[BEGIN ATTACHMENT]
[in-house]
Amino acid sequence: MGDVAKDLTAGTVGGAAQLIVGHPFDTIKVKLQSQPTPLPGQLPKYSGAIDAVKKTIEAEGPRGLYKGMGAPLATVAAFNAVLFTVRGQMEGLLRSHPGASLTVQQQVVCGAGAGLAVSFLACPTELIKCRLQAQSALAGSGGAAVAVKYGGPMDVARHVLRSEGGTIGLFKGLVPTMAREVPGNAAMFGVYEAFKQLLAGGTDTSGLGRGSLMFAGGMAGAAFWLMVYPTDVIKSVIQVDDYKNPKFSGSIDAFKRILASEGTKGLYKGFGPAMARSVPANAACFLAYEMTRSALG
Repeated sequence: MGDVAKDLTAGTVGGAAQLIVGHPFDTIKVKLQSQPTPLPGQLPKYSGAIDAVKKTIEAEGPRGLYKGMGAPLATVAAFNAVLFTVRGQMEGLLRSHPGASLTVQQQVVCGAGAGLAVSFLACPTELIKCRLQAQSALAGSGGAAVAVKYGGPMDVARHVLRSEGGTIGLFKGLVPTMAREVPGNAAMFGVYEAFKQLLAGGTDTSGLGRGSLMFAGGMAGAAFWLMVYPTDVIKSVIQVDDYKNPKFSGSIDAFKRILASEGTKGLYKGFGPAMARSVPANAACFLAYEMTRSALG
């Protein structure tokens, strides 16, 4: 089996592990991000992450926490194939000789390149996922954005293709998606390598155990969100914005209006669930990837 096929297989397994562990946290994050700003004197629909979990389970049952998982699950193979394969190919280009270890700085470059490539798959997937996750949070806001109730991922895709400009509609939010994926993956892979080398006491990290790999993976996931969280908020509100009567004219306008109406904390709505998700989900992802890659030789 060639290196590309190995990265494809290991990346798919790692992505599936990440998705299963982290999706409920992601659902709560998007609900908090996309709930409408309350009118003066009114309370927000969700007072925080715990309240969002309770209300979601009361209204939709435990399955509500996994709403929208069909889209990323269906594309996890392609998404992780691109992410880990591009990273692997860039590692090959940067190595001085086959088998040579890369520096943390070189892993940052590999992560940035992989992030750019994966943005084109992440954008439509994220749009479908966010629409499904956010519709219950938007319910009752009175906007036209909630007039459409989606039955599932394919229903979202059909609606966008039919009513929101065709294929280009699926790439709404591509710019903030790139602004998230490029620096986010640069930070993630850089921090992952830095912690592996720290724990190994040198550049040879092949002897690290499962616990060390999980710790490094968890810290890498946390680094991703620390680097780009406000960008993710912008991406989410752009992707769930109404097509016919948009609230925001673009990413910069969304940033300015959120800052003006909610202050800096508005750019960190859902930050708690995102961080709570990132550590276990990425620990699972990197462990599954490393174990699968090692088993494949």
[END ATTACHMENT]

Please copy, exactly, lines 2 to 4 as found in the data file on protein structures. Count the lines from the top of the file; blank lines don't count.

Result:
Amino acid sequence: MGDVAKDLTAGTVGGAAQLIVGHPFDTIKVKLQSQPTPLPGQLPKYSGAIDAVKKTIEAEGPRGLYKGMGAPLATVAAFNAVLFTVRGQMEGLLRSHPGASLTVQQQVVCGAGAGLAVSFLACPTELIKCRLQAQSALAGSGGAAVAVKYGGPMDVARHVLRSEGGTIGLFKGLVPTMAREVPGNAAMFGVYEAFKQLLAGGTDTSGLGRGSLMFAGGMAGAAFWLMVYPTDVIKSVIQVDDYKNPKFSGSIDAFKRILASEGTKGLYKGFGPAMARSVPANAACFLAYEMTRSALG
Repeated sequence: MGDVAKDLTAGTVGGAAQLIVGHPFDTIKVKLQSQPTPLPGQLPKYSGAIDAVKKTIEAEGPRGLYKGMGAPLATVAAFNAVLFTVRGQMEGLLRSHPGASLTVQQQVVCGAGAGLAVSFLACPTELIKCRLQAQSALAGSGGAAVAVKYGGPMDVARHVLRSEGGTIGLFKGLVPTMAREVPGNAAMFGVYEAFKQLLAGGTDTSGLGRGSLMFAGGMAGAAFWLMVYPTDVIKSVIQVDDYKNPKFSGSIDAFKRILASEGTKGLYKGFGPAMARSVPANAACFLAYEMTRSALG
């Protein structure tokens, strides 16, 4: 089996592990991000992450926490194939000789390149996922954005293709998606390598155990969100914005209006669930990837 096929297989397994562990946290994050700003004197629909979990389970049952998982699950193979394969190919280009270890700085470059490539798959997937996750949070806001109730991922895709400009509609939010994926993956892979080398006491990290790999993976996931969280908020509100009567004219306008109406904390709505998700989900992802890659030789 060639290196590309190995990265494809290991990346798919790692992505599936990440998705299963982290999706409920992601659902709560998007609900908090996309709930409408309350009118003066009114309370927000969700007072925080715990309240969002309770209300979601009361209204939709435990399955509500996994709403929208069909889209990323269906594309996890392609998404992780691109992410880990591009990273692997860039590692090959940067190595001085086959088998040579890369520096943390070189892993940052590999992560940035992989992030750019994966943005084109992440954008439509994220749009479908966010629409499904956010519709219950938007319910009752009175906007036209909630007039459409989606039955599932394919229903979202059909609606966008039919009513929101065709294929280009699926790439709404591509710019903030790139602004998230490029620096986010640069930070993630850089921090992952830095912690592996720290724990190994040198550049040879092949002897690290499962616990060390999980710790490094968890810290890498946390680094991703620390680097780009406000960008993710912008991406989410752009992707769930109404097509016919948009609230925001673009990413910069969304940033300015959120800052003006909610202050800096508005750019960190859902930050708690995102961080709570990132550590276990990425620990699972990197462990599954490393174990699968090692088993494949």